James Wilson, former Senior Partner of Ince & Co LLP, now a full time mediator with SeaMediation Chambers, discusses the benefits of Early Intervention as a useful addition to the dispute resolution toolbox.

What is Early Intervention?

Early Intervention is a highly flexible process developed by SeaMediation Chambers that seeks to take the key ingredients that make mediation so effective, but to introduce them earlier and in a more dynamic and fluid way to help the parties achieve an informed solution much sooner. Despite its name, however, it is a process that can be used at any time in the course of a dispute, sometimes as late as the final stages of preparation for a hearing.

Like mediation, Early Intervention introduces the neutral mediator to provide a trusted and independent third party with whom each party can discuss the case on a ‘without prejudice’ and confidential basis. However, unlike mediation, those discussions tend, certainly initially, to take place over the telephone which may avoid the costs involved in gathering all the parties in one location for a formal mediation day.

Flexibility of Process

The initial goal of the Early Intervention process is to identify the blockages to a possible settlement. Often one or more of the parties require more information before they feel sufficiently informed to take a view on whether to settle a dispute. The mediator can work with each party to agree a road map which takes them most efficiently to the point where they can discuss an informed solution. That road map can be flexible and creative. It might for example include an exchange of specific documentation or evidence; it might involve a meeting between experts (with or without legal or commercial representatives present) or a referral of an expert or legal issue to a neutral expert for a binding or non-binding independent opinion. The mediator can also offer constructive challenge as to whether the benefits that might be derived from advancing aspects of the evidence are really sufficient to justify the related costs.

On occasion the mediator finds that the parties are, in reality, already sufficiently informed to take a view on settlement without incurring further time and costs of exchanging documents and evidence and the Early Intervention process simply opens up the negotiation – either through a series of individual phone calls with the mediator (or a conference call involving all parties) or through a settlement meeting.

Another unique feature of the flexible Early Intervention process is that one party to a dispute may approach a mediator and ask them to initiate contact with another party to the dispute to explore whether they are willing to engage in Early Intervention. This can be particularly useful when relations between the parties have reached an impasse and the involvement of the mediator offers an opportunity for each side to explain the impasse to a neutral third party.

How it is Working In Practice

A common theme in the feedback from parties using Early Intervention is that they like the flexibility of the process. That flexibility has seen it used in a very broad range of disputes: complex, high value cases where a road map has substantially reduced the costs; lower value claims where the amounts involved might not have justified a formal arbitration hearing or even a formal mediation meeting; multi-party cases where parties in different parts of a charterparty chain have no other ‘forum’ to talk to each other; multi-jurisdictional cases where, again, the parties might have no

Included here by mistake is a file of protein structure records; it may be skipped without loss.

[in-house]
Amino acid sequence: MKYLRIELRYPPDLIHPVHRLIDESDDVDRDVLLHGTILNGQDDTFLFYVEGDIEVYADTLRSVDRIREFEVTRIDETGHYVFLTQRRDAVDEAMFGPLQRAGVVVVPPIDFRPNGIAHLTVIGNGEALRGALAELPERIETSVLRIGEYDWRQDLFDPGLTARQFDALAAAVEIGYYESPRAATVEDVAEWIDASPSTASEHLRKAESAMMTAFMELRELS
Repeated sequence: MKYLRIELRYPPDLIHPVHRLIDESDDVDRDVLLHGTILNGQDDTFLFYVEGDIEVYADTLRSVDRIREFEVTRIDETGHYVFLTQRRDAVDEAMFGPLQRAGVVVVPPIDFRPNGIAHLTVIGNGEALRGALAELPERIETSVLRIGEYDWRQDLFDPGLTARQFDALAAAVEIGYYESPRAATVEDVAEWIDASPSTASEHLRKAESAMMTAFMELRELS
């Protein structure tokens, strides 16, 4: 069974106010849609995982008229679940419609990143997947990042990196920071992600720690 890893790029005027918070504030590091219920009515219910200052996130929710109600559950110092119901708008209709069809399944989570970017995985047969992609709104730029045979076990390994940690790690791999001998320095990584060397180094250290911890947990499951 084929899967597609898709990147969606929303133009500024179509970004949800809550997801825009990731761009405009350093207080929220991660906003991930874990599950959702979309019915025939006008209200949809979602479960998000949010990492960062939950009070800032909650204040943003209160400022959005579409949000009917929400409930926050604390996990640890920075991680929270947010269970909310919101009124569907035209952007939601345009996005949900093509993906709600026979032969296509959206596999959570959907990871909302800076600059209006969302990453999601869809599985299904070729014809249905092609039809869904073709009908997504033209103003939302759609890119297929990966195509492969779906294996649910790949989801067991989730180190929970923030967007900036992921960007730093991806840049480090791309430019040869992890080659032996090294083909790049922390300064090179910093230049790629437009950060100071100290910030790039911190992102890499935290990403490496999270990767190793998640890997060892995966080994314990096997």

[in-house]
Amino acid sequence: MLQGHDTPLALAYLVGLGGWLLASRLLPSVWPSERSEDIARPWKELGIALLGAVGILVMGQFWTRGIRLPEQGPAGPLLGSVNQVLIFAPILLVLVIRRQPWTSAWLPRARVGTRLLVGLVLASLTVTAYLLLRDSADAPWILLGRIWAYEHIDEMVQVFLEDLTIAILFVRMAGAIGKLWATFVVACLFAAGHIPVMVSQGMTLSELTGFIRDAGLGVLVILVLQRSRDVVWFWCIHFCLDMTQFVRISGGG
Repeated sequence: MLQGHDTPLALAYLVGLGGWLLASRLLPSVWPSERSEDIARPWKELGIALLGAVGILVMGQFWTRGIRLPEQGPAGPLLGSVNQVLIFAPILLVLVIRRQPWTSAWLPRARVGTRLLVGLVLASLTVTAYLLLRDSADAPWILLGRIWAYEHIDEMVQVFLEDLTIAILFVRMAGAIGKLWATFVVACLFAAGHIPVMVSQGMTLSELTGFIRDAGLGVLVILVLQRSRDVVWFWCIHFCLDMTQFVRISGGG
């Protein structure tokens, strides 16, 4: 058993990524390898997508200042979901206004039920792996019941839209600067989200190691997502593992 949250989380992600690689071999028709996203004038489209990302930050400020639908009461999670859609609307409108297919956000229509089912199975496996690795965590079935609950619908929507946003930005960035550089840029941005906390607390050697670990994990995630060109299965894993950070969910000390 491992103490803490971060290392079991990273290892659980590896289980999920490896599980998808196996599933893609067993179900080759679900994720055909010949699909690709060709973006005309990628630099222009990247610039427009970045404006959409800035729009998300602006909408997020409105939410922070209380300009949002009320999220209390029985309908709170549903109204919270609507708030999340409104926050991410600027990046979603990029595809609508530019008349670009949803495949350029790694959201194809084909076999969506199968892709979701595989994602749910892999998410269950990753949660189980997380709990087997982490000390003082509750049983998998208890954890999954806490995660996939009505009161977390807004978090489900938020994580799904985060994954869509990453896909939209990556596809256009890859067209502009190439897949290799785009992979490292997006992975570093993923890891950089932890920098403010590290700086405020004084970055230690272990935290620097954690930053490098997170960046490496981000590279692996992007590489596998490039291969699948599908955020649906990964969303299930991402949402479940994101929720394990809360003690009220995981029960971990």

common ‘forum’ to explore a global settlement.

One recent case offers a useful illustration of the process in action. It involved a four party charterparty chain with the parties located in different parts of the world: head owners in the US (represented in London); head charterers based in Norway (represented in Norway); sub-charterers based in Germany (represented by an FD&D Club) and shippers based in Canada (represented in Singapore). Three separate arbitrations were under way in relation to disputes arising as to the fitness of a cargo of nickel ore for loading. The arbitrations were progressing in the usual manner with the issues being played out in written submissions being mirrored up and down the chain of arbitrations but without any forum for direct dialogue between the head owners at the top of the chain and the shippers at the bottom, notwithstanding that the real issues were between those two parties.

The mediator’s initial conversations with each of the parties identified some key differences between the various experts. Subsequent rounds of conversations were directed at finding a shortcut to resolving those differences or at least facilitating a discussion of them direct between head owners and shippers. At the same time, the mediator was able to explore privately what each party might be willing to concede to see an end to the entire dispute. As the mediator continued those discussions with each party he was able to construct a notional ‘pot’ into which various parties would contribute sufficiently to satisfy those parties who would be net recipients in an overall settlement. Having then obtained all parties agreement to a formal settlement structure, the mediator was able to finalise the matter without the parties ever having to gather from around the globe for a formal mediation meeting. The cost of the Early Intervention process represented a saving of about 95% of the future costs that would have been incurred in concluding the three arbitrations.

Want to find out more?

You can find out more about Early Intervention at the SeaMediation Chamber’s website or by speaking to any of our mediators, without obligation, or our Senior Clerk, Rachel Sharman, on +44 (0)7824 879427 / clerks@SeaMediation.com.